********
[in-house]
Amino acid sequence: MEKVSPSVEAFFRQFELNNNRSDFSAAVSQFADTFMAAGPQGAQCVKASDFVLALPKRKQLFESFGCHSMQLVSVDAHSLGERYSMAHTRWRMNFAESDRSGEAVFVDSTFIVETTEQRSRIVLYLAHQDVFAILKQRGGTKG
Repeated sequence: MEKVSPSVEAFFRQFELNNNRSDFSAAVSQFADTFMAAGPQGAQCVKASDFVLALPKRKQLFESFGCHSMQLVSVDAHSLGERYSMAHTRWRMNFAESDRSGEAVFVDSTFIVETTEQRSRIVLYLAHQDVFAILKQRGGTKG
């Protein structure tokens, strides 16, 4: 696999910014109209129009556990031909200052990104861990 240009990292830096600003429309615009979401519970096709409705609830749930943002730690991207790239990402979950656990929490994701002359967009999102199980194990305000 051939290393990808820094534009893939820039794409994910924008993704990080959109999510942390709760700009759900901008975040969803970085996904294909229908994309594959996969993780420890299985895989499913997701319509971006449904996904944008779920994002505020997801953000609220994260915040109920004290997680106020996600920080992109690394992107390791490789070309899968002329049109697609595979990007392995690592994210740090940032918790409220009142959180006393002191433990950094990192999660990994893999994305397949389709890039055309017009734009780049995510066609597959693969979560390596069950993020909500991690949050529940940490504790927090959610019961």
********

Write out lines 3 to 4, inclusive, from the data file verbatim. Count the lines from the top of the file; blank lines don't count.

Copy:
Repeated sequence: MEKVSPSVEAFFRQFELNNNRSDFSAAVSQFADTFMAAGPQGAQCVKASDFVLALPKRKQLFESFGCHSMQLVSVDAHSLGERYSMAHTRWRMNFAESDRSGEAVFVDSTFIVETTEQRSRIVLYLAHQDVFAILKQRGGTKG
């Protein structure tokens, strides 16, 4: 696999910014109209129009556990031909200052990104861990 240009990292830096600003429309615009979401519970096709409705609830749930943002730690991207790239990402979950656990929490994701002359967009999102199980194990305000 051939290393990808820094534009893939820039794409994910924008993704990080959109999510942390709760700009759900901008975040969803970085996904294909229908994309594959996969993780420890299985895989499913997701319509971006449904996904944008779920994002505020997801953000609220994260915040109920004290997680106020996600920080992109690394992107390791490789070309899968002329049109697609595979990007392995690592994210740090940032918790409220009142959180006393002191433990950094990192999660990994893999994305397949389709890039055309017009734009780049995510066609597959693969979560390596069950993020909500991690949050529940940490504790927090959610019961």